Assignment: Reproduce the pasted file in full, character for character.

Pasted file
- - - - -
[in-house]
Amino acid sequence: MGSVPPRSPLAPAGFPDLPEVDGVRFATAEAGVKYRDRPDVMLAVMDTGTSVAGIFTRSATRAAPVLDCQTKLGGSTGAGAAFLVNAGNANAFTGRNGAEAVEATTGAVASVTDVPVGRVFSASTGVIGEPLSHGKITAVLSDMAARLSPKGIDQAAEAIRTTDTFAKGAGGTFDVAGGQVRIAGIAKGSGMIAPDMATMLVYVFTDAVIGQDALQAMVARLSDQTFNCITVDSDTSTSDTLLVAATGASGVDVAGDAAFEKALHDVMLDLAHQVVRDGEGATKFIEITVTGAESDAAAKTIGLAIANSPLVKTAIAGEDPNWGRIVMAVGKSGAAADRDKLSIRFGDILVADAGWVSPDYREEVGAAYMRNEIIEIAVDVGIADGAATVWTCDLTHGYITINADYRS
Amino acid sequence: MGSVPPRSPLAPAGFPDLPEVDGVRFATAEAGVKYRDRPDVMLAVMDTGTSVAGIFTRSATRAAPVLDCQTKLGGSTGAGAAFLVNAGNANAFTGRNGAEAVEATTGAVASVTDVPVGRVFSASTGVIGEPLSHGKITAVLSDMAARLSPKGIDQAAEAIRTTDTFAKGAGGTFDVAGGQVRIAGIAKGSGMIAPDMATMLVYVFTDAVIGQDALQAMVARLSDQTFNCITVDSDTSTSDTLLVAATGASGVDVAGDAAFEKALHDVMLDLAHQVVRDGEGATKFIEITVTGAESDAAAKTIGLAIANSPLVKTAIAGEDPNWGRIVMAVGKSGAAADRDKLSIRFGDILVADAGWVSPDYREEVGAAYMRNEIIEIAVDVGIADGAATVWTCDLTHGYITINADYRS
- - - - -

[in-house]
Amino acid sequence: MGSVPPRSPLAPAGFPDLPEVDGVRFATAEAGVKYRDRPDVMLAVMDTGTSVAGIFTRSATRAAPVLDCQTKLGGSTGAGAAFLVNAGNANAFTGRNGAEAVEATTGAVASVTDVPVGRVFSASTGVIGEPLSHGKITAVLSDMAARLSPKGIDQAAEAIRTTDTFAKGAGGTFDVAGGQVRIAGIAKGSGMIAPDMATMLVYVFTDAVIGQDALQAMVARLSDQTFNCITVDSDTSTSDTLLVAATGASGVDVAGDAAFEKALHDVMLDLAHQVVRDGEGATKFIEITVTGAESDAAAKTIGLAIANSPLVKTAIAGEDPNWGRIVMAVGKSGAAADRDKLSIRFGDILVADAGWVSPDYREEVGAAYMRNEIIEIAVDVGIADGAATVWTCDLTHGYITINADYRS
Amino acid sequence: MGSVPPRSPLAPAGFPDLPEVDGVRFATAEAGVKYRDRPDVMLAVMDTGTSVAGIFTRSATRAAPVLDCQTKLGGSTGAGAAFLVNAGNANAFTGRNGAEAVEATTGAVASVTDVPVGRVFSASTGVIGEPLSHGKITAVLSDMAARLSPKGIDQAAEAIRTTDTFAKGAGGTFDVAGGQVRIAGIAKGSGMIAPDMATMLVYVFTDAVIGQDALQAMVARLSDQTFNCITVDSDTSTSDTLLVAATGASGVDVAGDAAFEKALHDVMLDLAHQVVRDGEGATKFIEITVTGAESDAAAKTIGLAIANSPLVKTAIAGEDPNWGRIVMAVGKSGAAADRDKLSIRFGDILVADAGWVSPDYREEVGAAYMRNEIIEIAVDVGIADGAATVWTCDLTHGYITINADYRS